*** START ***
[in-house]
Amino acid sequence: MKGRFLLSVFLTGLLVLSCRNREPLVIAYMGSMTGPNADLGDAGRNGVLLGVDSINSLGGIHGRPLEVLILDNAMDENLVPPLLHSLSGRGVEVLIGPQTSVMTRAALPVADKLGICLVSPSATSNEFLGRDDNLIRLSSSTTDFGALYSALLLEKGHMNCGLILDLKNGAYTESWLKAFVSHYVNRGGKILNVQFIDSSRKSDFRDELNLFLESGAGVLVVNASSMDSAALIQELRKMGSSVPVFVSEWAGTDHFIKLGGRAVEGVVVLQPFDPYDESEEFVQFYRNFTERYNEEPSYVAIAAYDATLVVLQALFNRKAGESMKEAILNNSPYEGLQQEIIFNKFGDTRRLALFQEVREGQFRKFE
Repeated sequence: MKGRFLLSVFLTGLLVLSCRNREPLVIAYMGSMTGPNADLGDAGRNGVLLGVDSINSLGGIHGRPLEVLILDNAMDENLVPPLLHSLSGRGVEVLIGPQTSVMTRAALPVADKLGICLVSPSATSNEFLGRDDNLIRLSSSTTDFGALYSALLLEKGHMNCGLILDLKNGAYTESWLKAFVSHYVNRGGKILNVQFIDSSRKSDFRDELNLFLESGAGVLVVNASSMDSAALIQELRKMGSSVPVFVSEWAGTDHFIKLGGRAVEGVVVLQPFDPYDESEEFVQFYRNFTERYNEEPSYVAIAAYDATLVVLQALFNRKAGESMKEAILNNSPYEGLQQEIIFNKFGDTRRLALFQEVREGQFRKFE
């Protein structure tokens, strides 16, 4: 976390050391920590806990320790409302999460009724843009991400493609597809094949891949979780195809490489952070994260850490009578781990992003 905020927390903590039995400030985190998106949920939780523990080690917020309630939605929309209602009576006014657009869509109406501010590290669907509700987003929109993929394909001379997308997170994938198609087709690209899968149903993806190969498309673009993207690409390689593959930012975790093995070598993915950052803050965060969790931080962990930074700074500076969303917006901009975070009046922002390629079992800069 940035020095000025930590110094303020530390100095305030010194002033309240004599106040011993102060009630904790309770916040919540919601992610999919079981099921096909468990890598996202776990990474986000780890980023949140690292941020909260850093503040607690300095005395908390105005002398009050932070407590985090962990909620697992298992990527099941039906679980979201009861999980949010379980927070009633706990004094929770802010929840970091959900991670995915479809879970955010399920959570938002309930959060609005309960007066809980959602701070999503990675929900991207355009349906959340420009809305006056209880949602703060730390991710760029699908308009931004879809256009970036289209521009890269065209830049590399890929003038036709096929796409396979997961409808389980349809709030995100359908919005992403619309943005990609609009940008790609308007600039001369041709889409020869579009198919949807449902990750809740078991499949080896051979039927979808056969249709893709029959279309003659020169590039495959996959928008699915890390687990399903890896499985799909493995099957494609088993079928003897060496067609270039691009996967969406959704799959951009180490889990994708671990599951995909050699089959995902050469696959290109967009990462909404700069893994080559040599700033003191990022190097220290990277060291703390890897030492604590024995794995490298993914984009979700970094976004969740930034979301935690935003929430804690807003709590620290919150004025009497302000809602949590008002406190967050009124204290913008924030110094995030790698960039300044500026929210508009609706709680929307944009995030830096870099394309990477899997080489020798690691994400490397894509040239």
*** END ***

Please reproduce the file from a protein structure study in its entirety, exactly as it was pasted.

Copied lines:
[in-house]
Amino acid sequence: MKGRFLLSVFLTGLLVLSCRNREPLVIAYMGSMTGPNADLGDAGRNGVLLGVDSINSLGGIHGRPLEVLILDNAMDENLVPPLLHSLSGRGVEVLIGPQTSVMTRAALPVADKLGICLVSPSATSNEFLGRDDNLIRLSSSTTDFGALYSALLLEKGHMNCGLILDLKNGAYTESWLKAFVSHYVNRGGKILNVQFIDSSRKSDFRDELNLFLESGAGVLVVNASSMDSAALIQELRKMGSSVPVFVSEWAGTDHFIKLGGRAVEGVVVLQPFDPYDESEEFVQFYRNFTERYNEEPSYVAIAAYDATLVVLQALFNRKAGESMKEAILNNSPYEGLQQEIIFNKFGDTRRLALFQEVREGQFRKFE
Repeated sequence: MKGRFLLSVFLTGLLVLSCRNREPLVIAYMGSMTGPNADLGDAGRNGVLLGVDSINSLGGIHGRPLEVLILDNAMDENLVPPLLHSLSGRGVEVLIGPQTSVMTRAALPVADKLGICLVSPSATSNEFLGRDDNLIRLSSSTTDFGALYSALLLEKGHMNCGLILDLKNGAYTESWLKAFVSHYVNRGGKILNVQFIDSSRKSDFRDELNLFLESGAGVLVVNASSMDSAALIQELRKMGSSVPVFVSEWAGTDHFIKLGGRAVEGVVVLQPFDPYDESEEFVQFYRNFTERYNEEPSYVAIAAYDATLVVLQALFNRKAGESMKEAILNNSPYEGLQQEIIFNKFGDTRRLALFQEVREGQFRKFE
């Protein structure tokens, strides 16, 4: 976390050391920590806990320790409302999460009724843009991400493609597809094949891949979780195809490489952070994260850490009578781990992003 905020927390903590039995400030985190998106949920939780523990080690917020309630939605929309209602009576006014657009869509109406501010590290669907509700987003929109993929394909001379997308997170994938198609087709690209899968149903993806190969498309673009993207690409390689593959930012975790093995070598993915950052803050965060969790931080962990930074700074500076969303917006901009975070009046922002390629079992800069 940035020095000025930590110094303020530390100095305030010194002033309240004599106040011993102060009630904790309770916040919540919601992610999919079981099921096909468990890598996202776990990474986000780890980023949140690292941020909260850093503040607690300095005395908390105005002398009050932070407590985090962990909620697992298992990527099941039906679980979201009861999980949010379980927070009633706990004094929770802010929840970091959900991670995915479809879970955010399920959570938002309930959060609005309960007066809980959602701070999503990675929900991207355009349906959340420009809305006056209880949602703060730390991710760029699908308009931004879809256009970036289209521009890269065209830049590399890929003038036709096929796409396979997961409808389980349809709030995100359908919005992403619309943005990609609009940008790609308007600039001369041709889409020869579009198919949807449902990750809740078991499949080896051979039927979808056969249709893709029959279309003659020169590039495959996959928008699915890390687990399903890896499985799909493995099957494609088993079928003897060496067609270039691009996967969406959704799959951009180490889990994708671990599951995909050699089959995902050469696959290109967009990462909404700069893994080559040599700033003191990022190097220290990277060291703390890897030492604590024995794995490298993914984009979700970094976004969740930034979301935690935003929430804690807003709590620290919150004025009497302000809602949590008002406190967050009124204290913008924030110094995030790698960039300044500026929210508009609706709680929307944009995030830096870099394309990477899997080489020798690691994400490397894509040239």